Studying star formation at low and high redshift with integral field spectroscopy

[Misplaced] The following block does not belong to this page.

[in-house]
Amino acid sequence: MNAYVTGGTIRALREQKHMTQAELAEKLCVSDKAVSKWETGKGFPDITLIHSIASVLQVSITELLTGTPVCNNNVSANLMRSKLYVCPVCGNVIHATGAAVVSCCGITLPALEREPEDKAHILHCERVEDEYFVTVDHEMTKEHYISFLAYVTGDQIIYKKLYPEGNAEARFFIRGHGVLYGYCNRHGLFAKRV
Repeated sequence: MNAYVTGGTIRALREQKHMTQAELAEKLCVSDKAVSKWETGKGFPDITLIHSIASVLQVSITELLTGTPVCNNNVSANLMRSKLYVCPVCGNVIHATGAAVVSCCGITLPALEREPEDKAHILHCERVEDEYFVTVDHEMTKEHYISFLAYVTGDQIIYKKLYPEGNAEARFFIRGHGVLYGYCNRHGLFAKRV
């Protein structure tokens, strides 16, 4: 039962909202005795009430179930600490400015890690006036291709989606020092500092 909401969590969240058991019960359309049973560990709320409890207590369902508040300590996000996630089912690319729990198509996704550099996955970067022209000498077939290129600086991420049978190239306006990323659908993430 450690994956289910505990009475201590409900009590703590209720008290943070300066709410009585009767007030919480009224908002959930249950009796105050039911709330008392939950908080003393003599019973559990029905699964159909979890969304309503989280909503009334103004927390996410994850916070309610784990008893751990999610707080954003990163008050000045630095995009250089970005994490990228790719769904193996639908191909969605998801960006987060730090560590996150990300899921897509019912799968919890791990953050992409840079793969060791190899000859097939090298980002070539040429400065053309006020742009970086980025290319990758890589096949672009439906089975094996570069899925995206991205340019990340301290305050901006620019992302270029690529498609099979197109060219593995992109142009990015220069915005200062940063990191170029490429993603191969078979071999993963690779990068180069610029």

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In this thesis I focus mainly in studying the process of star formation in both high redshift, and local star forming galaxies, by using an observational technique called integral field spectroscopy (IFS). Although these investigations are aimed at studying the star formation properties of these objects, throughout this work I will also discuss the geometric, kinematic, and chemical structures in the inter-stellar medium of these galaxies, which are intimately connected with the process of star formation itself. The studies presented here were conducted under the umbrella of two different projects. First, the HETDEX Pilot Survey for Emission Line Galaxies, where I have studied the properties of Ly-alpha emitting galaxies across the 2<z<4 range, with an emphasis in trying to understand the process by which Ly-alpha photons, produced in large quantities in the active star forming regions, are able to escape the ISM of these objects, allowing us to detect them in the Ly-alpha line. The second project from which results are presented here is the VIRUS-P Exploration of Nearby Galaxies (VENGA), an ongoing campaign to obtain spatially resolved spectroscopy over a broad wavelength range for large portions of the disks of 30 nearby spiral galaxies. In this thesis, the VENGA data is used to study the physical parameters that set the rate of star formation in the different environments present within galaxies in the local universe.